Getting wedding invitations is very different from going into your local Hallmark store and picking up a package of birthday party invitations. The prices vary wildly and, in some cases, what you would think is the most frugal option turns out not to be.
The most expensive invitations are engraved. This is a special printing process in which a copper or steel plate is etched with type, design, etc. The etchings are filled with ink and pressed against the paper. This results in a raised print on the surface and if you run your fingers along the back you can feel indentations in it. If you're planning a budget wedding don't even think about these no matter what Great Aunt Martha says about them being the only proper way to go! Previously the only place to get these is from a stationer but we've heard that there is now a catalog as well.
A newer process called thermography is also available. A powder is sprinkled over the wet ink and heat is applied. This causes the ink to puff up and resemble the more costly engraving. There's no indentation on the back though, so you won't fool the truly snobby among your friends and relations. This is about half the price of engraving. If you order from a mail order catalog the invitations will be thermographed.
Now that the technical talk is out of the way, what are your choices for invitations? You can order from a stationer or other local source, from a catalog or make them yourself. If you choose to make your own where will you get the paper, envelopes, etc.? The table below shows how much you would spend if you ordered from a moderately priced catalog, made your invitations with premade blanks from Paper Direct or made your invitations "from scratch". We didn't include pricing for engraved invitations ordered locally because if you're having a frugal wedding chances are you wouldn't get them anyway.
For comparison purposes we chose a mid-priced, plain white, single panel invitation from the catalog. The Paper Direct blanks come in white or ivory. The prices for "from scratch" invitations were determined from card stock and envelopes purchased from a printers supply store. The card stock cost $5.49 for 200 sheets (we also purchased some 250 sheet packages from a flea market for $1.50 each but felt that it wouldn't be fair to use that price!). The envelopes cost $16.00 for a box of 250 large (approx. 5"x 8") and $8.04 for a box of 250 small (approx. 4"x 5"). Card stock is also available from the Staples catalog for $10.69 for 100 sheets which is quite a bit more than the printer's supply store but still better than the premade blanks price.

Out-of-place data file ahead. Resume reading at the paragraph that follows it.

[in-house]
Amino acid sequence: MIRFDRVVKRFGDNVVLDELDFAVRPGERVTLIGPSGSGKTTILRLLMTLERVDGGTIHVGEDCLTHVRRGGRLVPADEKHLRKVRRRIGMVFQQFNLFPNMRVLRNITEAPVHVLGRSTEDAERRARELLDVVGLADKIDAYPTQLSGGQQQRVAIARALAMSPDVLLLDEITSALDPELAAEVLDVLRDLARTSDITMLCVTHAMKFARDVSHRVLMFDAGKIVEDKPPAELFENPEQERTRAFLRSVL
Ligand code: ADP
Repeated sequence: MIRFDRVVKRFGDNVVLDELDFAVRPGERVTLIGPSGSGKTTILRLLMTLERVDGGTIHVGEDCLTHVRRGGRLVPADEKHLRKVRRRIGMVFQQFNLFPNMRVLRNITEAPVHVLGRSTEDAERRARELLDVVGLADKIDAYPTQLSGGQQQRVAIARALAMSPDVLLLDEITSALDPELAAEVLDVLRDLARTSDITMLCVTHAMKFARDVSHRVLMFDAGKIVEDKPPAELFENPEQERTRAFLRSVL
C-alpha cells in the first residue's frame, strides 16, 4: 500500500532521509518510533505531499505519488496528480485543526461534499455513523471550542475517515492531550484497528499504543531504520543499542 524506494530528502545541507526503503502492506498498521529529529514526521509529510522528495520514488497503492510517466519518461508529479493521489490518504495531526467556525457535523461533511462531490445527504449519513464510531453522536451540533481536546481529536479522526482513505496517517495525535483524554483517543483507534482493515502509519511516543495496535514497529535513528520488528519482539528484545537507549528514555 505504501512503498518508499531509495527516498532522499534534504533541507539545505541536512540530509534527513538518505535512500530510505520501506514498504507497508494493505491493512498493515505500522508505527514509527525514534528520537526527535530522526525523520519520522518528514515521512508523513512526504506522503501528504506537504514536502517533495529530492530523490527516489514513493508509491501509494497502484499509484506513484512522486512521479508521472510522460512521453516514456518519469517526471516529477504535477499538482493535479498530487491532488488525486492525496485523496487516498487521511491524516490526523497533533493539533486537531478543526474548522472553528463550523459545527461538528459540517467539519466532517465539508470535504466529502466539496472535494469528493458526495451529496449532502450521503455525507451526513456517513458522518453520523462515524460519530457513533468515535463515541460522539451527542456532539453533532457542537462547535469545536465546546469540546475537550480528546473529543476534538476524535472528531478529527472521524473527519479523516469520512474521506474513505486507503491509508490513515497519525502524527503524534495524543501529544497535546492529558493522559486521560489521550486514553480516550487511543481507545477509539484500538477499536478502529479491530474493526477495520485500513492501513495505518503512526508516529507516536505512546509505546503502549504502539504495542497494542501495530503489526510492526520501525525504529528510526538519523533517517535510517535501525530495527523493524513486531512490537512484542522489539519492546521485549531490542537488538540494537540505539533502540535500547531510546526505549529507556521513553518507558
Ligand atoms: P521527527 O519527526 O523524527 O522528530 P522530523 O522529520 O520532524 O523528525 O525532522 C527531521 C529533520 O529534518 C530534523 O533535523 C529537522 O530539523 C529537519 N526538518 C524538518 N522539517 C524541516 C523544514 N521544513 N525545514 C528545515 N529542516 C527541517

Both the catalog and Paper Direct invitations have some embossing on them which the plain card stock doesn't have so they're a little fancier but you can make up for that by adding a border or graphic to your homemade invites. Also with the cardstock you get two or more items per sheet so you need to cut them apart...an xacto knife and metal ruler will help you get nice straight edges.
Please note in the chart that we separately listed the prices for 25 and 100 invitations from the catalog. This is because the price of the first 25 includes the set-up cost for the printing. If you choose to order from a catalog be sure to order enough invitations all at once. If you have to reorder extras you'll have to pay that set up fee again! Also notice that if you only need 25 invitations you're better off buying from Paper Direct but when you go to 100 the catalog price is lower and you won't have the hassle of printing (but the from scratch price is still the best!).
Catalog Price (25)
Catalog Price (100)
Paper Direct Price (25)
From Scratch Price (25)
Invitations & Envelopes
Response Cards & Envelopes
$13.95 (comes with an envelope)
Printed outer envelopes: add $10.00
Lined inner envelopes: add $2.00
Colored ink: $ add $5.00/item
Outer envelope: $11.95
$92.30 (without extras)
$114.30 (with extras)
$124.70 (without extras)
$140.70 (with extras)
$62.80 (with outer envelope)
$251.20 for 100
$3.00 (or $12.00 for 100)
Our Suggestions and Ideas
Now that you've looked over the chart and know a little about the prices, here are a few ideas and suggestions.
If you decide to catalog order skip the colored ink and envelope liners, use plain outer envelopes and stick on your own return address label or just write the return address, skip the reception cards altogether...just have "reception follows at whatever location" printed at the bottom of the invitation. For a frugal alternative to inner envelopes wrap your invitations in colored tissue paper and secure with a gold or silver seal.
If you make them yourself try to find a printer's supply store to buy your materials. Not only are the prices great but they have a huge selection of paper colors, weights, etc. Also, look around your house and see if you already have anything on hand that you can use. We had a stack of almond color card stock so we used that for part of our invitations. It cost us nothing, worked beautifully and there was enough left over for place cards, seating cards and table tents.
We frequently get the question "Where do I find envelopes to fit my invitation?". The answer to that is to buy the envelopes first then design the invitation to fit them.
Using paper in stock sizes (8.5 x 11-letter size, 8.5 x 17-legal size) is not only cheaper but a lot easier to run through your printer and you'll get two or more items/page. Just cut them to size with scissors or an xacto knife after printing. We recently found a great little tool made by Fiskars called a personal paper trimmer that makes cutting straight lines a snap. It's small enough to fit in a notebook (in fact it even has notebook holes in it) and is simple to use. It costs around $10.00 and can be found with the scrapbooking supplies in craft stores.